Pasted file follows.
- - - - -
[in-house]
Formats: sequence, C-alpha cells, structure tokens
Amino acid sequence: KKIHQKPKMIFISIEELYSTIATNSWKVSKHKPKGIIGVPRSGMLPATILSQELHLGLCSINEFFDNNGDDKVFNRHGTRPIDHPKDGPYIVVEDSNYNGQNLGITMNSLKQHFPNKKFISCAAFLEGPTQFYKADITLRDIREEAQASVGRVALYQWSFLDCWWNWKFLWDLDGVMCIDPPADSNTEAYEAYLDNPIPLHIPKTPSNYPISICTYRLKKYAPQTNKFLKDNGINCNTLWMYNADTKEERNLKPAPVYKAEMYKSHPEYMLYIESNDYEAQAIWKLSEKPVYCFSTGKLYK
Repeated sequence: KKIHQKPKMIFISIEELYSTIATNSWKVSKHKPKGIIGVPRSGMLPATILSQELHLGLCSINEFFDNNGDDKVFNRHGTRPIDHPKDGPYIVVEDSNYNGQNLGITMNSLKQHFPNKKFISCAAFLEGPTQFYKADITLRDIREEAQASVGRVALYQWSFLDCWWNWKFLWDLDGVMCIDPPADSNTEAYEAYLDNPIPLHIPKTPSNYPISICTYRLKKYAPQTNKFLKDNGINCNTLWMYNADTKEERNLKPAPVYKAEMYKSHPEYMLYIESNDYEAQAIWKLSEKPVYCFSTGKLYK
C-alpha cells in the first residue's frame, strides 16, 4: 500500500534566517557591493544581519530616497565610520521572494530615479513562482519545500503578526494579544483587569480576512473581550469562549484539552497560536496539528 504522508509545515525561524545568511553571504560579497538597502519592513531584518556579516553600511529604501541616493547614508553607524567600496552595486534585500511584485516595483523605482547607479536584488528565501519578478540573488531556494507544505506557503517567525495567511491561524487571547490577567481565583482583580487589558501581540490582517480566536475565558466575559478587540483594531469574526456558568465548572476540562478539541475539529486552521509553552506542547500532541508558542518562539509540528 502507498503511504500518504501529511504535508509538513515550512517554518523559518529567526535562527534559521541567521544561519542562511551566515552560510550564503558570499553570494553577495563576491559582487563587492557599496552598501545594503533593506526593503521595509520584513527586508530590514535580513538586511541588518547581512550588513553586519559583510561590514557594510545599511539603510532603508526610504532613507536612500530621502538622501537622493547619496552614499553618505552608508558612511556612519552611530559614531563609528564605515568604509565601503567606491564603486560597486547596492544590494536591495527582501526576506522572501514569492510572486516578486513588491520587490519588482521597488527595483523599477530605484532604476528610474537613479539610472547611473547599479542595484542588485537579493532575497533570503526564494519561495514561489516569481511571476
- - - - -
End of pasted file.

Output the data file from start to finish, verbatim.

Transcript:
[in-house]
Formats: sequence, C-alpha cells, structure tokens
Amino acid sequence: KKIHQKPKMIFISIEELYSTIATNSWKVSKHKPKGIIGVPRSGMLPATILSQELHLGLCSINEFFDNNGDDKVFNRHGTRPIDHPKDGPYIVVEDSNYNGQNLGITMNSLKQHFPNKKFISCAAFLEGPTQFYKADITLRDIREEAQASVGRVALYQWSFLDCWWNWKFLWDLDGVMCIDPPADSNTEAYEAYLDNPIPLHIPKTPSNYPISICTYRLKKYAPQTNKFLKDNGINCNTLWMYNADTKEERNLKPAPVYKAEMYKSHPEYMLYIESNDYEAQAIWKLSEKPVYCFSTGKLYK
Repeated sequence: KKIHQKPKMIFISIEELYSTIATNSWKVSKHKPKGIIGVPRSGMLPATILSQELHLGLCSINEFFDNNGDDKVFNRHGTRPIDHPKDGPYIVVEDSNYNGQNLGITMNSLKQHFPNKKFISCAAFLEGPTQFYKADITLRDIREEAQASVGRVALYQWSFLDCWWNWKFLWDLDGVMCIDPPADSNTEAYEAYLDNPIPLHIPKTPSNYPISICTYRLKKYAPQTNKFLKDNGINCNTLWMYNADTKEERNLKPAPVYKAEMYKSHPEYMLYIESNDYEAQAIWKLSEKPVYCFSTGKLYK
C-alpha cells in the first residue's frame, strides 16, 4: 500500500534566517557591493544581519530616497565610520521572494530615479513562482519545500503578526494579544483587569480576512473581550469562549484539552497560536496539528 504522508509545515525561524545568511553571504560579497538597502519592513531584518556579516553600511529604501541616493547614508553607524567600496552595486534585500511584485516595483523605482547607479536584488528565501519578478540573488531556494507544505506557503517567525495567511491561524487571547490577567481565583482583580487589558501581540490582517480566536475565558466575559478587540483594531469574526456558568465548572476540562478539541475539529486552521509553552506542547500532541508558542518562539509540528 502507498503511504500518504501529511504535508509538513515550512517554518523559518529567526535562527534559521541567521544561519542562511551566515552560510550564503558570499553570494553577495563576491559582487563587492557599496552598501545594503533593506526593503521595509520584513527586508530590514535580513538586511541588518547581512550588513553586519559583510561590514557594510545599511539603510532603508526610504532613507536612500530621502538622501537622493547619496552614499553618505552608508558612511556612519552611530559614531563609528564605515568604509565601503567606491564603486560597486547596492544590494536591495527582501526576506522572501514569492510572486516578486513588491520587490519588482521597488527595483523599477530605484532604476528610474537613479539610472547611473547599479542595484542588485537579493532575497533570503526564494519561495514561489516569481511571476